Jan 31, 2013 News
Very noticeable was the absence of prison officials from a high-level meeting held by the Ministry of Health yesterday with a view to amplifying the importance of good health care as a human right in the prison systems.
The agenda of the meeting, which was held at Cara Lodge, Quamina Street, Georgetown, detailed Director of Prisons Dale Erskine and Prison Chaplain and Superintendent of Prisons, Reverend Faye Clarke, as two of the key presenters.
Ms Clarke said that an officer was designated to deliver a presentation on the health situation in prisons and the main challenges and gaps.
According to the Health Ministry’s Parliamentary Secretary, Joseph Hamilton, who organised the meeting, he was informed Tuesday evening that the two officials would be unavoidably absent.
Nevertheless, the meeting, which saw attendance of several top health officials, including Minister of Health Dr Bheri Ramsaran; Chief Medical Officer, Dr Shamdeo Persaud; Programme Manager of the National AIDS Programme Secretariat, Dr Shanti Singh, among others, proceeded without the prison officials.
There was representation from the United Nations Development Fund, UNAIDS, the Guyana Human Rights Association and the Pan American Health Organisation which collaborated with the Ministry to host the meeting.
According to Hamilton a report on yesterday’s consultation will be forwarded to the Prison authorities.
PAHO/WHO Representative, Dr Beverley Barnett, reflected on the genesis of the meeting even as she pointed out that a move was made by Guyana to reiterate its commitment to protect the rights of prisoners.
According to her, an important aspect of that commitment, and a perfect example of the interrelatedness of all human rights, is the obligation to fulfil the right of health. She said that “this applies to all human beings regardless of their social or other condition.”
She noted that the important aspects of the right to health are non-discrimination, participation and availability, accessibility, acceptability and quality of health goods, services and facilities.
In fulfilling its obligation under the various UN and Inter-American Human rights treaties and as a member state of PAHO/WHO, Guyana, she said, has recognised that people interacting with the justice system in one way or another, despite the fact that they might eventually be found guilty of having committed crime, are still people and are deserving of their basic human rights.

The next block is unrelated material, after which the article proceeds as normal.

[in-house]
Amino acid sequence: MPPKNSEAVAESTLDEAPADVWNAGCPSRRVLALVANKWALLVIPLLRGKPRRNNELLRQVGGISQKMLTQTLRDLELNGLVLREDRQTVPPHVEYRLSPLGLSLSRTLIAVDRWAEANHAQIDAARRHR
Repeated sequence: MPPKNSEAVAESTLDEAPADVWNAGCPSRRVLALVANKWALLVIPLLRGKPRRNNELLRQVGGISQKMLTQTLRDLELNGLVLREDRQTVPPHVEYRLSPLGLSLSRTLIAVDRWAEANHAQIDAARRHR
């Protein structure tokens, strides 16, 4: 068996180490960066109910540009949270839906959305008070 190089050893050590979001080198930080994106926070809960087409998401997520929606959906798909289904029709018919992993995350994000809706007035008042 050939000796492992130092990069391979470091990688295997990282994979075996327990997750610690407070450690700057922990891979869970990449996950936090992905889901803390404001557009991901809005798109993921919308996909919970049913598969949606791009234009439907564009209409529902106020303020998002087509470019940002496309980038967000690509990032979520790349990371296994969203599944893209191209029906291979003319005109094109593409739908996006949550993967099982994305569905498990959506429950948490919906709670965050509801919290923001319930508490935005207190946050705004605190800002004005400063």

According to Dr Barnett, from a public health and practical perspective; it is important to maintain the health of prisoners since it is anticipated that most of them will eventually rejoin the wider society, participate in family and community life and contribute meaningfully to national development.
She added that the PAHO Resolution CD50.R8 specifically asks member states to “formulate and if possible, adopt legislative, administrative, educational and other measures to disseminate the applicable international human rights instrument protecting the rights to the enjoyment of the highest attainable standard of health and other related human rights among the appropriate personnel in the legislative and judicial branches and other government authorities.”
She noted that as part of its technical cooperation with countries to assist in the implementation of this resolution, PAHO/WHO has initiated activities in the field of health in prisons.
She disclosed that last year a meeting was organised between PAHO/WHO, the Ministry of Health and the Directorate of Prisons. During that dialogue, Dr Barnett said that interest was expressed in conducting a high-level meeting with key stakeholders to raise awareness on health and human rights in the context of prisons.
This, she said, was done with a view to discussing collaborations among various partners including public sector ministries, other UN agencies and PAHO/WHO to improve health in the prisons.
“This high-level meeting continues the dialogue to identify the best ways to achieve that goal especially given the interventions for tuberculosis and HIV control that are already being implemented.
“Human rights are a PAHO/WHO cross-cutting priority and one of the UN systems programming principles so we are very pleased to collaborate in this effort with the Ministry of Health and the Justice system and other partners,” said Dr Barnett.
With a well-defined scope, the high-level meeting, according to Minister of Health, Dr Bheri Ramsaran, is aimed at identifying the very best ways to coordinate a joint effort among relevant ministries for improvement of health conditions in prisons.
“That is fairly simple and straight forward…but the very identification of the task set for today’s activity is that it is of necessity that it be a multi-sectoral and profoundly participatory.”
He noted that yesterday’s meeting represented a fledgling effort which is worthy of support and should therefore only be expected to lay the foundation for change and improvements in the systemic delivery of health care promotion and other human rights aspects for vulnerable groups “rather than be a bringer of radical overnight reformation aimed at easing all and sundry.”
The meeting also saw presentations by PAHO/WHO’s Human Rights Specialist, Ms Sandra Del Pino; the National Tuberculosis Programmes Director, Dr Jeetendra Mohanlall and the National AIDS Programme Manager, all of whom sought to highlight how health could be improved in the prison system.
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